Air pollution results from the introduction of a range of substances into the atmosphere from a wide variety of sources. It can cause both short term and long term effects on health, but also on the wider environment. The air quality in Wakefield is generally better now than it has been at any time since the 1960's.
These improvements have been achieved through the introduction of legislation enforcing tighter controls on emissions of pollutants from key sources, notably industry, domestic combustion and transport. However, despite the improvements made, air pollution is still recognised as a risk to health, and many people are concerned about pollution in the air that they breathe.
Local authorities have duties to review and assess the local air quality against national pollutant health based objectives. Areas that exceed these objectives are required to be designated as an Air Quality Management Area (AQMA). To date ten AQMAs have been declared in the Wakefield district:
An Air Quality Management Area gives that area special status for example, consideration must be given to air quality when new developments are to take place which might create more traffic or introduce new receptors in an AQMA. We have produced an
Air Quality and Emissions Technical Planning Guidance and Construction Dust Management Guidance to be used by developers as part of the planning application process and help improve air quality.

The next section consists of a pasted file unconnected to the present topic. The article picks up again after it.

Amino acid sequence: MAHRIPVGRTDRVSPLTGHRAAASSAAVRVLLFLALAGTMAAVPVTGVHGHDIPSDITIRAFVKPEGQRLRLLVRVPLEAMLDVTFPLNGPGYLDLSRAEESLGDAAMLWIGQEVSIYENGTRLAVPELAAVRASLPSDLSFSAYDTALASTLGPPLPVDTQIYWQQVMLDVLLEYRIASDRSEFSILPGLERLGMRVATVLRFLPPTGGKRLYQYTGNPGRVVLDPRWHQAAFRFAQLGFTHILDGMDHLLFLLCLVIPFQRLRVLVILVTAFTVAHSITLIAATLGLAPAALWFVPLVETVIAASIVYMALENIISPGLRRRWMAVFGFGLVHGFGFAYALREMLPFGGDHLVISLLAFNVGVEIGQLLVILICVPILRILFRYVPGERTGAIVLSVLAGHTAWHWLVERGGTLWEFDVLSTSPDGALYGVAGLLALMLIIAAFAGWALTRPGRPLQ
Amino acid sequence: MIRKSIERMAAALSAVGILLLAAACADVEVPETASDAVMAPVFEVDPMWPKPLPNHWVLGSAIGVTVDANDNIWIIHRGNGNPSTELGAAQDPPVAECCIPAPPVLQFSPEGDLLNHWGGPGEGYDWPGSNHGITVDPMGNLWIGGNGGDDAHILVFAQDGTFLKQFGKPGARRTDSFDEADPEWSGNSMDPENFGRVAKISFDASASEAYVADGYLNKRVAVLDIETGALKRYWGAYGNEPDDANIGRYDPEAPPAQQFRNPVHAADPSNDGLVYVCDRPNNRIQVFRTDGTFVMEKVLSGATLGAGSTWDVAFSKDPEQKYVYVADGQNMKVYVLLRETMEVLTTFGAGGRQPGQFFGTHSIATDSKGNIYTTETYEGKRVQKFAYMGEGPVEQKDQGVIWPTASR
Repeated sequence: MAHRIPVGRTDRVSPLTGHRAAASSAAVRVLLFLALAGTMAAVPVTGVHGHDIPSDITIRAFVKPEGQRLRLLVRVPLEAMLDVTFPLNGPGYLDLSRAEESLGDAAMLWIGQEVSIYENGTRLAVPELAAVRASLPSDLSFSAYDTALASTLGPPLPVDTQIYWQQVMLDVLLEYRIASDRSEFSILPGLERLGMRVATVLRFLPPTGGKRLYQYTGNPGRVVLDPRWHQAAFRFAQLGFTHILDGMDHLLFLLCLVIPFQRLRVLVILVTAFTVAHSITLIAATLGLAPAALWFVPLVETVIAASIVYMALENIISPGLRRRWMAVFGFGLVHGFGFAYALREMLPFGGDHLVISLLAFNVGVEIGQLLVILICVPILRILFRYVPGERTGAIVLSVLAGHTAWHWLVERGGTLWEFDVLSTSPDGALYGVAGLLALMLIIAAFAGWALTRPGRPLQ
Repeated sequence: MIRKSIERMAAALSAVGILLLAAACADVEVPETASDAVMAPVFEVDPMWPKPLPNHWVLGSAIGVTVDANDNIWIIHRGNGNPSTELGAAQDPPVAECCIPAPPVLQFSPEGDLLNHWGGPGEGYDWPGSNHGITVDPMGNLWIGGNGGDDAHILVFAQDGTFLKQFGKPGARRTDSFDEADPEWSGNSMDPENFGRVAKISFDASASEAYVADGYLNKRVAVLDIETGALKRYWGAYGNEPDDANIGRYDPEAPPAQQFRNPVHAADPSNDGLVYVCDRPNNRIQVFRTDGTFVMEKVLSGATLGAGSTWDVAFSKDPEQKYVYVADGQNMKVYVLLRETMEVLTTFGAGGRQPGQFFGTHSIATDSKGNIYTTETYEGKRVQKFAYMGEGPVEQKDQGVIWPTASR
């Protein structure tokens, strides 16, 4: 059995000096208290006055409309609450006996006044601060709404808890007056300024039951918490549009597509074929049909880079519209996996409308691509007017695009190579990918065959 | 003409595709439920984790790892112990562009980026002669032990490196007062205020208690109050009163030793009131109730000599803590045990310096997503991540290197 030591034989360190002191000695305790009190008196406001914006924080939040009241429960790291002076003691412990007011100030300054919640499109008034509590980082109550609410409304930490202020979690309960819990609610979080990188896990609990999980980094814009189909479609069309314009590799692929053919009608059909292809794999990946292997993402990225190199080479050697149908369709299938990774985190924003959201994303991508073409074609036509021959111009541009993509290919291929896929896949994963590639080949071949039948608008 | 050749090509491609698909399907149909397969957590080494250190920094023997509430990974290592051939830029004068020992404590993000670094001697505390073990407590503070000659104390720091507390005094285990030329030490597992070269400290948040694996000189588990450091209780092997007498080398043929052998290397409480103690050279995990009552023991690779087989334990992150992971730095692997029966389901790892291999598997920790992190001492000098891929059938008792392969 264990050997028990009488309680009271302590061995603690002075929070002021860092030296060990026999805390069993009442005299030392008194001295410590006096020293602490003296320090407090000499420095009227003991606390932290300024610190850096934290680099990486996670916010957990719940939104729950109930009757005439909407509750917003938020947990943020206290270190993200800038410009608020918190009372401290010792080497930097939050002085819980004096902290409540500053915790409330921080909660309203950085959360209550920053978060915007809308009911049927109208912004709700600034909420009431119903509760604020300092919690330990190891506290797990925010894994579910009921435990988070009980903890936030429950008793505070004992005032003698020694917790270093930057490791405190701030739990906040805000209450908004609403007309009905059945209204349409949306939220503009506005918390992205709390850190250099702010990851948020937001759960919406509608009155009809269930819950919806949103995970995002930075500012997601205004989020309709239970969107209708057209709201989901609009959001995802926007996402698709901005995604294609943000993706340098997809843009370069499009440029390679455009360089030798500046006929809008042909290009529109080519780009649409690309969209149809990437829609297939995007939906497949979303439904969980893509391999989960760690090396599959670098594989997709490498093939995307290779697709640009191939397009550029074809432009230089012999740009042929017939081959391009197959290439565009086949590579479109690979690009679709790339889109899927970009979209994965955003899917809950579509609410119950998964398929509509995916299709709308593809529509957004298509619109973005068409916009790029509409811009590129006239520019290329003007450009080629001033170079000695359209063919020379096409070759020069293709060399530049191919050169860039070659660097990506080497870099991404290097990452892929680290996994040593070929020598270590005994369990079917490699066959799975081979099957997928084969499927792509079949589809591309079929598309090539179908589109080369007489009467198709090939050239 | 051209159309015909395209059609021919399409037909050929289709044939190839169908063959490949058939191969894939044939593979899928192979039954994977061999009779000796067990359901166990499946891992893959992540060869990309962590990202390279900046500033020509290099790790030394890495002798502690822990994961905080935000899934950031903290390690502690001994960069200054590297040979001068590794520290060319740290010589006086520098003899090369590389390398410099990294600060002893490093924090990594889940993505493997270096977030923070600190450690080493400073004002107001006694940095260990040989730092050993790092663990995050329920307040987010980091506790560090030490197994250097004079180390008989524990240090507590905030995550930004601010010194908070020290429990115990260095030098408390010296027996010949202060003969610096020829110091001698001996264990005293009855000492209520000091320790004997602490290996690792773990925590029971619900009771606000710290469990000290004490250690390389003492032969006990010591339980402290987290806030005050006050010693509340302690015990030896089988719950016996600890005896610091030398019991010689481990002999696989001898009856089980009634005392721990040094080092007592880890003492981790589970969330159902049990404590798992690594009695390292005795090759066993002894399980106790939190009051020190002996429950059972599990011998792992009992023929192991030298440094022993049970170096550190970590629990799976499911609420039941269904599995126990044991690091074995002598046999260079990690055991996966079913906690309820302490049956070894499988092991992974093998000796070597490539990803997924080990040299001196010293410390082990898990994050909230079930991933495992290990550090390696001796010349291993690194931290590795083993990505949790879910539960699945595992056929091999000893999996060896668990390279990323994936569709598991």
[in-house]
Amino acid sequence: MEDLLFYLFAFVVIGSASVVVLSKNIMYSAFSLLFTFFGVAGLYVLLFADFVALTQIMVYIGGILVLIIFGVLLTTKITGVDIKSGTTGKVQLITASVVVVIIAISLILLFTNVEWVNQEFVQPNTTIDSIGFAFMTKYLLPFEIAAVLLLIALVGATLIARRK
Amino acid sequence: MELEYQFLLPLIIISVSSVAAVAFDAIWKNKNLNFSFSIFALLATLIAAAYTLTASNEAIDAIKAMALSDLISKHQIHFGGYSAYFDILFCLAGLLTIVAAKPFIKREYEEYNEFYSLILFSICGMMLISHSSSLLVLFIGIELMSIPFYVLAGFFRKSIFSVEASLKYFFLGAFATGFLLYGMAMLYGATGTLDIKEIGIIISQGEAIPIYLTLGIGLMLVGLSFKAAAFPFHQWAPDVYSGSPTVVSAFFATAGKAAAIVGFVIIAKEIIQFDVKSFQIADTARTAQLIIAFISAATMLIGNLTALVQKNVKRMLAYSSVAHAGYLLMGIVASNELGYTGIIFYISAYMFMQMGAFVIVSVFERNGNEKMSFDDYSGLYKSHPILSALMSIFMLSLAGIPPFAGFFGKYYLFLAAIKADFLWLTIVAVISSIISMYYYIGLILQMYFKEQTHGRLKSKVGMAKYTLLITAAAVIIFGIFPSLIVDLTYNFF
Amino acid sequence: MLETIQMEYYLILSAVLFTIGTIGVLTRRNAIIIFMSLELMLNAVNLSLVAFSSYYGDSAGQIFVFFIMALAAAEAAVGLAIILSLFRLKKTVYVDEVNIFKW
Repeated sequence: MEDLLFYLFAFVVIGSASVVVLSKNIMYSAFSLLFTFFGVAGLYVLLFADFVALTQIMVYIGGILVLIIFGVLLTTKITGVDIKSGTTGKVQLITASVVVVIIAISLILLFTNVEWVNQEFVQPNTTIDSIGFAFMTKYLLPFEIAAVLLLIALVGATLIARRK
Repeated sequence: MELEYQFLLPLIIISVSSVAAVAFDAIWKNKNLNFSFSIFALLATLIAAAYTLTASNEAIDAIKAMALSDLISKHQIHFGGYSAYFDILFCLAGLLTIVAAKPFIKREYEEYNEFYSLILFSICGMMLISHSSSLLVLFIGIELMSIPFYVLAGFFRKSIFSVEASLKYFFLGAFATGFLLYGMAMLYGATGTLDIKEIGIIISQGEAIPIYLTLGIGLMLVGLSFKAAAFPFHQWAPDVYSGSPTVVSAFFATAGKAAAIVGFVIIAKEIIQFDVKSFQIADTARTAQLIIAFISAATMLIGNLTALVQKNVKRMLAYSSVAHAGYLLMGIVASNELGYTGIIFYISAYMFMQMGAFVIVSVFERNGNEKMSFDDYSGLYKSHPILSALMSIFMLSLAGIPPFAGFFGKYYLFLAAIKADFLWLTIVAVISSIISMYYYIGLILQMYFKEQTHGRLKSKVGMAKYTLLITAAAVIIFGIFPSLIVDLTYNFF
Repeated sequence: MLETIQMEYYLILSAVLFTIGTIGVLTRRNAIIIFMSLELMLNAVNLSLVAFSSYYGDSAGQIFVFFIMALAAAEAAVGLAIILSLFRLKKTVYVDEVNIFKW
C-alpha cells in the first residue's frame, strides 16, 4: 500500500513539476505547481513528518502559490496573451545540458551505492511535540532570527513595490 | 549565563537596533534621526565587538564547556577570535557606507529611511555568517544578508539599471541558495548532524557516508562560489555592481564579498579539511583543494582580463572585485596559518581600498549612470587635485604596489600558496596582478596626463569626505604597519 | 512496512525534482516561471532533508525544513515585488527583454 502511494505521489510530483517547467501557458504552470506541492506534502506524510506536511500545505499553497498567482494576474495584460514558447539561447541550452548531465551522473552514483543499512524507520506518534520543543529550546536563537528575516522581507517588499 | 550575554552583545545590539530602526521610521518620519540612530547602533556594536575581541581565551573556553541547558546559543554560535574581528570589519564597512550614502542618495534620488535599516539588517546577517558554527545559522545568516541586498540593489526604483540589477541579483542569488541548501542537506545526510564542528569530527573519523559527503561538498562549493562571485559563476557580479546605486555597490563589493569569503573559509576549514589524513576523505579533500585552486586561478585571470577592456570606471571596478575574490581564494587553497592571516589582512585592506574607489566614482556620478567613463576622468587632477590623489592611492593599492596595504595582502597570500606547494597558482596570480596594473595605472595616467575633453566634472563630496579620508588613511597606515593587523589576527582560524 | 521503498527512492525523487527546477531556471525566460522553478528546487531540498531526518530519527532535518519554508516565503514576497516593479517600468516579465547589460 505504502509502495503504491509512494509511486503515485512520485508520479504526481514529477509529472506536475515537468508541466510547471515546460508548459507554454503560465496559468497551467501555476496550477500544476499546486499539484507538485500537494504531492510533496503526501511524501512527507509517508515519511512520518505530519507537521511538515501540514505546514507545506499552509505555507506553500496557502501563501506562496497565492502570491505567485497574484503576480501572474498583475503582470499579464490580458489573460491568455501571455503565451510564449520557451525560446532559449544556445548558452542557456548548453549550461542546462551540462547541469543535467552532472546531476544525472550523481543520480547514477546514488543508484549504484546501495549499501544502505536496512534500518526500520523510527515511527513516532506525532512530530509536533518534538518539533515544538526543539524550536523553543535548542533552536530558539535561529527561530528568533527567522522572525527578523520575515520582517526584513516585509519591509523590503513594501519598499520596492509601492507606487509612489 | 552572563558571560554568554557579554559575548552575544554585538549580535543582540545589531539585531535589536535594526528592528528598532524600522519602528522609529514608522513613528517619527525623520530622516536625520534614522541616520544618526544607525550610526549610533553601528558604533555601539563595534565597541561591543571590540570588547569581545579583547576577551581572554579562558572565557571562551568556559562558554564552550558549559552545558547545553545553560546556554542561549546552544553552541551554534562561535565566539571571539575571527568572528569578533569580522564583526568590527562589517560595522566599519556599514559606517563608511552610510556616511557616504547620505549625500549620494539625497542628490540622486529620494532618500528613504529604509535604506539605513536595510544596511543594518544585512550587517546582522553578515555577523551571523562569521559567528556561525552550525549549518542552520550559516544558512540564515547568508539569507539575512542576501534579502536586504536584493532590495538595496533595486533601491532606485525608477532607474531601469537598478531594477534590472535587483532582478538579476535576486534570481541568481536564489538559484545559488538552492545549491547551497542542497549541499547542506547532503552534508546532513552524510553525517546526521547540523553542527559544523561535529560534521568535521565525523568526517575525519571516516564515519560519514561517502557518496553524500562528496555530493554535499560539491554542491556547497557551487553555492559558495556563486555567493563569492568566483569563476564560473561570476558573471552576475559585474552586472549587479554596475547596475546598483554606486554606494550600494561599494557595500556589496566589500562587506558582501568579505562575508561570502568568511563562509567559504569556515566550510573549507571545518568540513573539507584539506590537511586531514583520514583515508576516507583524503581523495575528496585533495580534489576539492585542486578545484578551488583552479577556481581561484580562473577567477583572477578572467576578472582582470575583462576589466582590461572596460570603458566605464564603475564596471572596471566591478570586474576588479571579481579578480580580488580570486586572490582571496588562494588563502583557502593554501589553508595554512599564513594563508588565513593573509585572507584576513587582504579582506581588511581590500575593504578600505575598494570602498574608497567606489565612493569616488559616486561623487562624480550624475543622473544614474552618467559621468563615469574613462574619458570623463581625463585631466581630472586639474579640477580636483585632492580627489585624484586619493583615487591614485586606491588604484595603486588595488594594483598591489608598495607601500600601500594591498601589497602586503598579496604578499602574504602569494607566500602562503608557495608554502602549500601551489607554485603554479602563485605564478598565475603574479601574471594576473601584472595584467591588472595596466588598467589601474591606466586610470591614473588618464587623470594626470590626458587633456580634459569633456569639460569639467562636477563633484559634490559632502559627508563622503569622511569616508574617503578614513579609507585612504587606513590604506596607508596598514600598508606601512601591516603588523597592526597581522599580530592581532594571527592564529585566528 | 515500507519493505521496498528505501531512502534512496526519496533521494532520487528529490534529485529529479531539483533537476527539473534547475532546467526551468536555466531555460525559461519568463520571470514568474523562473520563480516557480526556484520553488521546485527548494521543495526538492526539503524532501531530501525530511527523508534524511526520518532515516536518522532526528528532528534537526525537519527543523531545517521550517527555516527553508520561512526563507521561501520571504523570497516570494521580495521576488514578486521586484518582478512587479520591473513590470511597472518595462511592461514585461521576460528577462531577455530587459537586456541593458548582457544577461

We produced an
Air Quality Action Plan which set out the steps being taken locally and regionally to improve air quality. This Plan is due to be reviewed and re-issued in 2016.
To find out more about air quality and the air pollution forecast for today visit the
What can you do to improve air quality?
Reducing emissions to the air from our everyday activities will help improve local air quality. Everyone can do their bit to reduce air pollution:
Taking public transport or car sharing particularly during peak travel times reduces the number vehicles on the road and reduces emissions.
Walking or cycling on short journeys reduces the traffic and in turn reduces emissions.
Drive efficiently if driving is required. Try eco-driving skills – its saves money.
When buying a new car or vehicle buy the cleanest you can. Consider buying an electric or hybrid powered vehicle. If buying a petrol or diesel powered car, look for the 'Euro standard' ranging from 'Euro 1' (old) to 'Euro 5' (latest), newer cars with higher Euro standards tend to have lower emissions
Care for your vehicle – check tuning, tyre pressure, brakes and fuel consumption – regular servicing helps keep your car efficient, saves fuel and reduces emissions.
Switch off your engine when stationary (in some towns and cities it is an offence to leave your vehicle idling when stationary for more than a few minutes)
What can I do at home?
The heating of homes and buildings can contribute to air pollution depending on the energy source used.
Find more information here
If you have a problem with local air pollution, such as smoke, dust or odour, visit our Air Pollution web page for more information.